Fire up the grill for indirect grilling:
For a charcoal grill: Light the coals on fire and place them in the grill along two sides, opposite each other. The chicken will cook in the center of the grill between the fire, not over it, with even heat coming from two sides. Then, add a couple lumps of wood chunks—any kind, like oak, apple, cherry, or hickory—on top of the fire.
For a gas grill: If you have three burners, light two of them set to medium heat, one at each end. The chicken will cook in the center over the burner that’s off. For a two-burner grill, light just one set to medium heat. The chicken will cook over the burner that’s off. Rest a couple lumps of wood chunks directly on the lit burners so that it catches on fire and smolders as the chicken cooks.
Smoke the chicken:
Take the marinated chicken out of the fridge. No need to wait to get it to room temperature. Place it breast side up on the grill. There shouldn’t be any lit coals or burners turned on right beneath it. The smoke from the wood chunks will come, no need to wait for it before placing the chicken on the grill.
Shut the lid to trap in smoke and cook for about 1 1/2 hours. Check it once or twice, using tongs to rotate it 180 degrees to make sure it cooks evenly—the side closest to the fire will cook faster—but keep it breast side up.
Meanwhile, parboil the carrots:
Bring a large pot of water to a boil over high heat with 1 tablespoon salt. Once boiling, add the carrots and cook for 5 minutes. Drain well into a colander set in the sink. Transfer the carrots into a medium bowl and drizzle in the remaining 1 tablespoon olive oil, the remaining 1 teaspoon salt, and 1/2 teaspoon black pepper. Set it aside.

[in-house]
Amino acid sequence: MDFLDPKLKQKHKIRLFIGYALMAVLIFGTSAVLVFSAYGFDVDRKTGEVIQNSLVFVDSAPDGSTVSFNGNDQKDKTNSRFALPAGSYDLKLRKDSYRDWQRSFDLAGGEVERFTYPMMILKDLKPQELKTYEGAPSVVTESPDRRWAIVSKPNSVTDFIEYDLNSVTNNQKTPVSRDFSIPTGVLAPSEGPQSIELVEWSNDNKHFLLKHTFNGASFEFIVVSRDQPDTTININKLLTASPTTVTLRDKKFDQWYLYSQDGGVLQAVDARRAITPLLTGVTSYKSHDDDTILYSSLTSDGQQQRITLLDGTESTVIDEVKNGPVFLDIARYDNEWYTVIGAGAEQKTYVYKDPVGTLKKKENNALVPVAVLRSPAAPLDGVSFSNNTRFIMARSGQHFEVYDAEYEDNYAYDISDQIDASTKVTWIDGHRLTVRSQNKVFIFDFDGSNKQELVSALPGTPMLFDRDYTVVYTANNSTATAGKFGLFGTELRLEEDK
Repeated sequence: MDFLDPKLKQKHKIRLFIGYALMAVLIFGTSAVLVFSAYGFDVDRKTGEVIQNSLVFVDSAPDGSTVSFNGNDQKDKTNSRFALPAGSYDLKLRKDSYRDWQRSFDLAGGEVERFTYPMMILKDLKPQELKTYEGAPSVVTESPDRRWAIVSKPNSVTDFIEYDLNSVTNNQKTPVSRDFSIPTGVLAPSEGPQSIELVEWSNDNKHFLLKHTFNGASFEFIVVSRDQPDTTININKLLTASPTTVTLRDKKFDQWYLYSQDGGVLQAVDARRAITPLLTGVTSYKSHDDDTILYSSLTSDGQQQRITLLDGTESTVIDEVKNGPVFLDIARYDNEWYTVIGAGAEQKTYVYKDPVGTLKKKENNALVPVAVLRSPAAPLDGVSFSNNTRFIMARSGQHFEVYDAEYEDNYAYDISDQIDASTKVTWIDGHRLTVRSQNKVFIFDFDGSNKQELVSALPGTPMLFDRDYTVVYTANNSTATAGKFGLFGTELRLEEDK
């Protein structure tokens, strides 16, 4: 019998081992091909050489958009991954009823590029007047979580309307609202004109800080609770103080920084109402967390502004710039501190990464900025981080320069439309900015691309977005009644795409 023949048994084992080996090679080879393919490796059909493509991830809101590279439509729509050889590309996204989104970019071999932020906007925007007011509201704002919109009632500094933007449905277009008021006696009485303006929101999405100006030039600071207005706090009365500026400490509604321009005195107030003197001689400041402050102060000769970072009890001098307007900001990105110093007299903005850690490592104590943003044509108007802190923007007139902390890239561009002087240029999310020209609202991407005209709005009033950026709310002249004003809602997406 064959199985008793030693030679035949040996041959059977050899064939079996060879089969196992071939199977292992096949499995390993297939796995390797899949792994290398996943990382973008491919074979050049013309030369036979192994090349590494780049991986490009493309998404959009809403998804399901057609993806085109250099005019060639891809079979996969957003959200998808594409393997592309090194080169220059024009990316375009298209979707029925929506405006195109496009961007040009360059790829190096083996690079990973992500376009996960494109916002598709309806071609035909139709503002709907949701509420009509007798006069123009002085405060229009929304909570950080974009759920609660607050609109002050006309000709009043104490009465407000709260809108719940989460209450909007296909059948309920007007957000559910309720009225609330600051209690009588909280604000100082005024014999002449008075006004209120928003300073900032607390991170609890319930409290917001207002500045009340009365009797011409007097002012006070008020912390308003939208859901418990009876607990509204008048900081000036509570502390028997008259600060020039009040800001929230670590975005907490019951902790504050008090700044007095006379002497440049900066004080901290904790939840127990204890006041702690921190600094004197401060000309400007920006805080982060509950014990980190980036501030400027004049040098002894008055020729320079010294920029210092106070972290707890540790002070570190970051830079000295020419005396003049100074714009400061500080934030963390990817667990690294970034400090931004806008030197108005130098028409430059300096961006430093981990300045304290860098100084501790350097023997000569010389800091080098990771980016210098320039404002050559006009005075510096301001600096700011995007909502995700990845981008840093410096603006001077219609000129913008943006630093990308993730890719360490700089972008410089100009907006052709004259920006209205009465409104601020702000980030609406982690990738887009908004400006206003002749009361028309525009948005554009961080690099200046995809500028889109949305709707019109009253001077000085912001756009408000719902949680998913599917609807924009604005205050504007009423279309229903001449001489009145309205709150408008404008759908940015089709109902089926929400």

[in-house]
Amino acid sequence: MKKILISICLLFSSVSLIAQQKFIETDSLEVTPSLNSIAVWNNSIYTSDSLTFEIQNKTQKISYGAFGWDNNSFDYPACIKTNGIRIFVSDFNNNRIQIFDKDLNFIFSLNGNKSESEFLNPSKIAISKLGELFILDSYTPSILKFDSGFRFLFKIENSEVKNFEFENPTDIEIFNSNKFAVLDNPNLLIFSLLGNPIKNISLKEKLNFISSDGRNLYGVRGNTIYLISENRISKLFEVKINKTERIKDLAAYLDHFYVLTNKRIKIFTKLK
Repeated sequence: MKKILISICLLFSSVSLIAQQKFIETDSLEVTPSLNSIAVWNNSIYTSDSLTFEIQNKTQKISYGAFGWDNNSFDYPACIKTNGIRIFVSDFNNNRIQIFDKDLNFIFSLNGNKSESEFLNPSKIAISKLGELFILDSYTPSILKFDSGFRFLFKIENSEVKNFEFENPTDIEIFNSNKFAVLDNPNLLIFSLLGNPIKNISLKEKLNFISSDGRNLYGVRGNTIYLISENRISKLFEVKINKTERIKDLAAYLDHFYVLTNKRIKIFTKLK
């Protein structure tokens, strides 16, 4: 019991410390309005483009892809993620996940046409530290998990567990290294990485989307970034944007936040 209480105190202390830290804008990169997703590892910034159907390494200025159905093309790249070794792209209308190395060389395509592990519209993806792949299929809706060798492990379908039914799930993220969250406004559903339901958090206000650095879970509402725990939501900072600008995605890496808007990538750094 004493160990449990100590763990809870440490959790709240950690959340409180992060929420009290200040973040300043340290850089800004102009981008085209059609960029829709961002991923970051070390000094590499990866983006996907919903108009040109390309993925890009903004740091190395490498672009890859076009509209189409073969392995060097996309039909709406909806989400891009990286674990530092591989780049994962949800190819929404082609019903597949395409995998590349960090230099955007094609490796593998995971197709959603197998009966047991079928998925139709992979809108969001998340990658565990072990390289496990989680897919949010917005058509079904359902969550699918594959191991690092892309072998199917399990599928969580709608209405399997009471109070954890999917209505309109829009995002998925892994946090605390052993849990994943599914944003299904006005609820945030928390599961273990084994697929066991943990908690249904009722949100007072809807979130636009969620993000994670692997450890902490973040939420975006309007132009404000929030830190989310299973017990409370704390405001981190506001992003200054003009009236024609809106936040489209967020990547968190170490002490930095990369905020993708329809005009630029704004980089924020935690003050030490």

Flip the chicken:
After 1 1/2 hours, check the internal temperature of the chicken with a thermometer. It should be about 160°F when probed in a few places. Use tongs to flip it breast side down and keep cooking until the internal temperature is at least 165°F.
Probe the chicken in a few places, say once on each leg and once on each breast. Poke the probe deep into the meat but avoid touching a bone or you will get a false reading. Also, make sure you don’t probe all the way through and out the other side—you’ll be reading your grill bars.
Toward the end of cooking, you can slide it a little closer to the fire so it finishes crisping up over a higher heat but you may not need to—after all, a roast chicken in your oven gets beautifully crispy without ever seeing any flames.
When it’s done cooking, slide the chicken far from the fire to keep warm while you cook the carrots. Use tongs to lay the carrots perpendicular to the grill bars directly over the fire and cook for 8 to 10 minutes flipping them regularly until lightly charred and tender all the way through.
Assemble and serve:
Transfer the carrots onto a large serving platter. Place the chicken on top, sprinkle it with cilantro, and serve with the reserved harissa.
Did you love this recipe? Give us some stars below!